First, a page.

More evidence (as if we needed it) of the secular world's determined effort to be done with a role for religion in human life can be found in a fine symposium on religion in the arts in the May/June 2009 issue of Books & Culture. Four representatives from the Christian art community - artists and scholars on the arts - respond to the Art Institute of Chicago's James Elkins, who, in his book, On the Strange Place of Religion in Contemporary Art, explains that that "strange place" is really no place at all. Among institutional artists, critics, museums, and galleries in the modernist and postmodernist tradition, religion, and particularly Christianity, is simply not a presence to be reckoned with, either thematically or with respect to individual artists. That part of human history is over, you see, like the Bush years, never to return again. With this as the guiding assumption, it's understandable - not so strange, really - that secular artists and critics cannot bring themselves to regard Christian faith as a serious contributor to the contemporary creation of and conversation about art. Oh, there's plenty of Christian art being created, and some of it is very good. But the keepers of the flame in the world of the arts do not acknowledge it as serious, which, when you think of it, reflects the attitude of probably 90% of the members of the Christian community, much to the chagrin of unappreciated and struggling Christiian artists. For the really sad and disturbing element in this whole story is that, for the vast majority of contemporary Christians, Christianity has no place in the arts, which most Christians regard as a waste of time. Until the Christian community wakes up to the importance of the arts, Mr. Elkins' insistence that religion's present non-place in the arts is not likely to change, is likely to remain true.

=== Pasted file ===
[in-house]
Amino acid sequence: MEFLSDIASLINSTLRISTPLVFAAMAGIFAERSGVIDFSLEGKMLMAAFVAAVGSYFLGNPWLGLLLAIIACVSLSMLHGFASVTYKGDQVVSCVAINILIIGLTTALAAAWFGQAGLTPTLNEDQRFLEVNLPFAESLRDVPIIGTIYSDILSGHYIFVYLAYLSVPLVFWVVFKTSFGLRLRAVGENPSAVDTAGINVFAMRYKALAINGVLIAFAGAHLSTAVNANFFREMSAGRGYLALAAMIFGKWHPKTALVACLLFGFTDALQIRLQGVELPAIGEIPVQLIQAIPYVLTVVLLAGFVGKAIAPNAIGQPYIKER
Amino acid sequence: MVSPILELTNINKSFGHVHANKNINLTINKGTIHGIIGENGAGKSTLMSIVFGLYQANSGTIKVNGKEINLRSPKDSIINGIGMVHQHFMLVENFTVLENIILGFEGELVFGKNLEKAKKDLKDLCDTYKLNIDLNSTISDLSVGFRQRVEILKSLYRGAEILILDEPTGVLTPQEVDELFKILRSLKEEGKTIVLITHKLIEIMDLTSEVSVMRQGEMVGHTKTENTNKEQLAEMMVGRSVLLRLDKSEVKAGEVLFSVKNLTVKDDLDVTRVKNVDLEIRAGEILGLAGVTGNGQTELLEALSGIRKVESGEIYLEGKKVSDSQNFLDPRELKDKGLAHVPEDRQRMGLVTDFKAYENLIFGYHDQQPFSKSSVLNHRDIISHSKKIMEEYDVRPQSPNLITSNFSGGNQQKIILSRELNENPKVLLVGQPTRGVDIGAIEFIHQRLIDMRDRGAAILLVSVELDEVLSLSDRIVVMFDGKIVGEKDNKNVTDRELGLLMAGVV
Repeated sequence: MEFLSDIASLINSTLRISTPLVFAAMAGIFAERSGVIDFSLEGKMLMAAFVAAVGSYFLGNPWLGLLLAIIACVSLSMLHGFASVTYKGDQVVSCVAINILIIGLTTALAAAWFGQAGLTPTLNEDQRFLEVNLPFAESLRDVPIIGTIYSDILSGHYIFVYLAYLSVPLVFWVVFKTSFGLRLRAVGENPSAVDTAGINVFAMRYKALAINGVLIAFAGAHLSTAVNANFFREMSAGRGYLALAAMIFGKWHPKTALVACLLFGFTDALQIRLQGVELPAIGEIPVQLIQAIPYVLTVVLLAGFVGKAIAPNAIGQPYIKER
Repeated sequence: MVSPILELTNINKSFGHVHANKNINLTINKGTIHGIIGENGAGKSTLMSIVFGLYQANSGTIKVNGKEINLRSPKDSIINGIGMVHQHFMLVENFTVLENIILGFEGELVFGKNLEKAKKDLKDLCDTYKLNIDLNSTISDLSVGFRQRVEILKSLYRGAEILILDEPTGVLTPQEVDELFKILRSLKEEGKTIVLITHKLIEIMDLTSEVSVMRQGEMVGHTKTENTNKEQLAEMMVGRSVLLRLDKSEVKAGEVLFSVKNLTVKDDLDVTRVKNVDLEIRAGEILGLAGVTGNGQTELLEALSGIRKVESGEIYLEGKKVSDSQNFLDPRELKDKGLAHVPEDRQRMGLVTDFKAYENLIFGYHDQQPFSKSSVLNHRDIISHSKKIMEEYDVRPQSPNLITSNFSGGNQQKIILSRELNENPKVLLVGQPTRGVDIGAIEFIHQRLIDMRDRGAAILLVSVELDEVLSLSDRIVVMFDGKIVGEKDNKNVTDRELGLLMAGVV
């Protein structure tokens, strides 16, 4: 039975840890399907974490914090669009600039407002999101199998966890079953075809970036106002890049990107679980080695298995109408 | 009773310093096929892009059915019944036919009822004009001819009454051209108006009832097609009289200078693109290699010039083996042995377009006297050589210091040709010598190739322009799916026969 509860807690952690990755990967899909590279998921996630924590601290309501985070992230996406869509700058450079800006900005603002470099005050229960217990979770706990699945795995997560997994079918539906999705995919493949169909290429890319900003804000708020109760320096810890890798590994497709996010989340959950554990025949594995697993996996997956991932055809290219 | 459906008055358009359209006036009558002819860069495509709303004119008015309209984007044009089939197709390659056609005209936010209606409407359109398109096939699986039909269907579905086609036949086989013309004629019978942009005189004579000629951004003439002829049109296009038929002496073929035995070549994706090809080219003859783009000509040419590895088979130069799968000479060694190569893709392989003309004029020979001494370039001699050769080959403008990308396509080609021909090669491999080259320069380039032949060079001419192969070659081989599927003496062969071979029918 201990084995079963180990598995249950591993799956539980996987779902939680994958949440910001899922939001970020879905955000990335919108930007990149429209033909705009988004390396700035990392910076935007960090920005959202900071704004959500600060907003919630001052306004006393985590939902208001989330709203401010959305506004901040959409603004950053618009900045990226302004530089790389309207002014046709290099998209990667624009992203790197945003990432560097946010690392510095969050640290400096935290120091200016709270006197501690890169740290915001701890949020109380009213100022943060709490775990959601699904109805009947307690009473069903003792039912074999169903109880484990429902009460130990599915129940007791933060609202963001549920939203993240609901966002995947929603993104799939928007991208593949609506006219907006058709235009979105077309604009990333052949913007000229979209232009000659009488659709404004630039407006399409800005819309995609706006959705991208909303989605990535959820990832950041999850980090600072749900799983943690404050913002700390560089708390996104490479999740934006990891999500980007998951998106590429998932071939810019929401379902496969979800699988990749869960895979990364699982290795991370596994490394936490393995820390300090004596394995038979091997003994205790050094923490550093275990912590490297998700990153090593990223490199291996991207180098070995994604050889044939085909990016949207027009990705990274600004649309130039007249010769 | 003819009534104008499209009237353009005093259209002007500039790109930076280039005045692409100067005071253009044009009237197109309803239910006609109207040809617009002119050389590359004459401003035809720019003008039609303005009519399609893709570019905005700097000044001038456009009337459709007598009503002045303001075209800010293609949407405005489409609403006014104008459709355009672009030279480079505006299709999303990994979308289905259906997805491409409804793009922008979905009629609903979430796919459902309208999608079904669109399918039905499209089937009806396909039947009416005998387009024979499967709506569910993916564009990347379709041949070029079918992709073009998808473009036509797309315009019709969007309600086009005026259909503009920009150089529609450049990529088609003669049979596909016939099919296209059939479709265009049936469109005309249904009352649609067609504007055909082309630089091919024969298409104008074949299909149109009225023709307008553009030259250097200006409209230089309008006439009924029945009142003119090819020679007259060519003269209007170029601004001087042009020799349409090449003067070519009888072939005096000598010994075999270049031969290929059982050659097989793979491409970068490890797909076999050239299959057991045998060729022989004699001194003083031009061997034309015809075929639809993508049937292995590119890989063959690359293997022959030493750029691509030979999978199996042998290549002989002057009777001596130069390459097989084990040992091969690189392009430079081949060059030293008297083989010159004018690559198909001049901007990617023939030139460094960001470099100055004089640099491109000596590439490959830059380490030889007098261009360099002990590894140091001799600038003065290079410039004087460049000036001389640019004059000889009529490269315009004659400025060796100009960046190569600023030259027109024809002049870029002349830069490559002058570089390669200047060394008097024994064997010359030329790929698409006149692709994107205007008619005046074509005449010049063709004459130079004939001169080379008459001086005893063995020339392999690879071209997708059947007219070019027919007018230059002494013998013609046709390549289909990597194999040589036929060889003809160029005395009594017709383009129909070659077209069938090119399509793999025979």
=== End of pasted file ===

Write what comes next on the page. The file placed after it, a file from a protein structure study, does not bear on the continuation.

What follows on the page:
T. M. Moore